Why iOS7 Newsstand represents the problems with Apple
There was a time when I spent my life immersed in user interface design and one of the things I remember learning, thank you Jacob Nielsen, was the need for consistency. The fact that consistency in design is such a fundamental concept, leaves me increasingly irritated by the Newsstand in iOS7.
Since the new design for iOS came out there has been a lot of press about problems, about people getting sea-sick, about Apple losing its way in the post-Jobsian world. Personally I like the new iOS look; but then I didn’t have a problem with the old skeuomorphic look either. In any case, one of the few consistently positive responses from people was that the Newsstand icon could finally be moved off the front screen and into a folder. For people who didn’t use Newsstand the Apple-dictated positioning had long been a running sore.
But Apple has now replaced the positioning issue with another even more irritating problem. When you go into Newsstand you can’t get back out by any normal means. This is the one part of the whole iOS7 system where the normal gestures and controls don’t work as expected.
Now I’m guessing that fixing the positioning problem led to this – because Apple decided to treat Newsstand like a folder. But it’s the only folder that goes full screen and the only one that comes up in the application changer – so acting like a folder fails entirely in terms of consistent user interface.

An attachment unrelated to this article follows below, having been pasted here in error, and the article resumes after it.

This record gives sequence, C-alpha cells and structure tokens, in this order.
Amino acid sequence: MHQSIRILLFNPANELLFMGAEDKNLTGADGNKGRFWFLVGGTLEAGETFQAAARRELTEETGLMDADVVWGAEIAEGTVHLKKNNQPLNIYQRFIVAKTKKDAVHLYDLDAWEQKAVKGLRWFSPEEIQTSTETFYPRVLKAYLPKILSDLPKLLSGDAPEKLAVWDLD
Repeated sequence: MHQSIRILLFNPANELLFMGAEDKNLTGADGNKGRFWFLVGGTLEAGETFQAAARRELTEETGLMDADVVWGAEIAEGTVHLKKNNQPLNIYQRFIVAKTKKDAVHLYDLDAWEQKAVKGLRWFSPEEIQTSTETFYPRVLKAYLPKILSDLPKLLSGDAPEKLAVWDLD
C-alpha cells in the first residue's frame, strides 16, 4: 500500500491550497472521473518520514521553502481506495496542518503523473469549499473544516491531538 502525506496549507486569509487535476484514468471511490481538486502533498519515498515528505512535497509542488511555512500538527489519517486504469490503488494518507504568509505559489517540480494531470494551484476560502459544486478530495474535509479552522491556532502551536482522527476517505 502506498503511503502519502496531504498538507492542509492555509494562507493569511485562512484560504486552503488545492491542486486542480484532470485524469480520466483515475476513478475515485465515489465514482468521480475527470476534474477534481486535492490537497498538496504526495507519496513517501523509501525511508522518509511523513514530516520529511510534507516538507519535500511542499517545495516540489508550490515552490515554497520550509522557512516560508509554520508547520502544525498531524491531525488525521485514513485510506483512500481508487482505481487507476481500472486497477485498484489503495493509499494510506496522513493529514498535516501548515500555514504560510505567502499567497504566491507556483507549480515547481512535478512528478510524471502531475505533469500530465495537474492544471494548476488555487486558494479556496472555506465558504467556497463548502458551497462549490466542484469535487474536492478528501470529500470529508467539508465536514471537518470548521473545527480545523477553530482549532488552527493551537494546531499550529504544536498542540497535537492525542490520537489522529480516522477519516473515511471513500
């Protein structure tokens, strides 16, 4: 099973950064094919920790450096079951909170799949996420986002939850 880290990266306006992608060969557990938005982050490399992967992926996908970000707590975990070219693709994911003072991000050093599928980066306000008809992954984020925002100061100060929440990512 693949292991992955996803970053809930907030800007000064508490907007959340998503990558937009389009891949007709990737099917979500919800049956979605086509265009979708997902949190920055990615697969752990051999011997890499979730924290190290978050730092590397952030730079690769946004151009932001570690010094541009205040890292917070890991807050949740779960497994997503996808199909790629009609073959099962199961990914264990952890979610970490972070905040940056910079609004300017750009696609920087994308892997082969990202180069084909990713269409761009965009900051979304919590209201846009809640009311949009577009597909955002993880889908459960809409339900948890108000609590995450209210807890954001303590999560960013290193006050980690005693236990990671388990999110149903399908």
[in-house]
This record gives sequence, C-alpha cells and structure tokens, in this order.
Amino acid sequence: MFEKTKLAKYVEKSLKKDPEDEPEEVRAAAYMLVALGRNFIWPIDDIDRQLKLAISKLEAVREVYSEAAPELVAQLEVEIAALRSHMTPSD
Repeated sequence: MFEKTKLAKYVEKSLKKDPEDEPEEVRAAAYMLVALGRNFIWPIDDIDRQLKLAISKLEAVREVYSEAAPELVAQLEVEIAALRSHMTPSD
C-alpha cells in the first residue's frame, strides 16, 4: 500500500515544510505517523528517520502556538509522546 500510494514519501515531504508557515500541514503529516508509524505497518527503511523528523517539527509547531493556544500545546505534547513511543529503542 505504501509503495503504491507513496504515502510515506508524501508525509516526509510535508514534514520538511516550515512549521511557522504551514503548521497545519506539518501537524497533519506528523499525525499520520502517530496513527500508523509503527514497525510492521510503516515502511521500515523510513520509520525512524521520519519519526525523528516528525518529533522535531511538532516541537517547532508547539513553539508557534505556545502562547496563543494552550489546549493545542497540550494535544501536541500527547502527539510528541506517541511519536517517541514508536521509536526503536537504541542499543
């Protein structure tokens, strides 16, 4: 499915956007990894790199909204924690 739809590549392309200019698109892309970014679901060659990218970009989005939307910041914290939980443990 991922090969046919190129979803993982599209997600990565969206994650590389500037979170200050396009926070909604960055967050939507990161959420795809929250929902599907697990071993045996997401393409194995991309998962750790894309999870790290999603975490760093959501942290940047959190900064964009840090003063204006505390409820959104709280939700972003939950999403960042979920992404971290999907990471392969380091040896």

How can no one at Apple have noticed this? Or if they did notice it, how can they have thought it acceptable? In the past I was prepared to accept the limitations of the Apple ecosystem as a trade-off for something that was beautifully designed and ‘just worked’. When the thing doesn’t ‘just work’ and isn’t even consistent within its own design principles, I start getting very itchy about the other restrictions and problems I see.
While Newsstand is not in itself a big thing, it’s this sort of mistake that represents for me why I’m losing faith with Apple. There was a time when I would have given them the benefit of the doubt, because they were the ones pushing the boundaries and doing cool things. Now, much of what they do is incremental and about changing the facade rather than anything fundamental – and, when they don’t even do that as carefully as they used to, I’m increasingly looking at the competition.
I use Google for maps, and for mail and calendar – and at so I’m no longer so tied to Apple. I’ll almost certainly get a new iPad when they come out; because, given the number of hours I spend using it, on a value for dollar invested basis I get more from my iPad than any other device ever. But I haven’t bought a new iPhone now for three generations and when the time comes that my ageing phone is looking too out-dated I’m more than likely going to jump away from Apple to someone who’s trying as hard as Apple used to.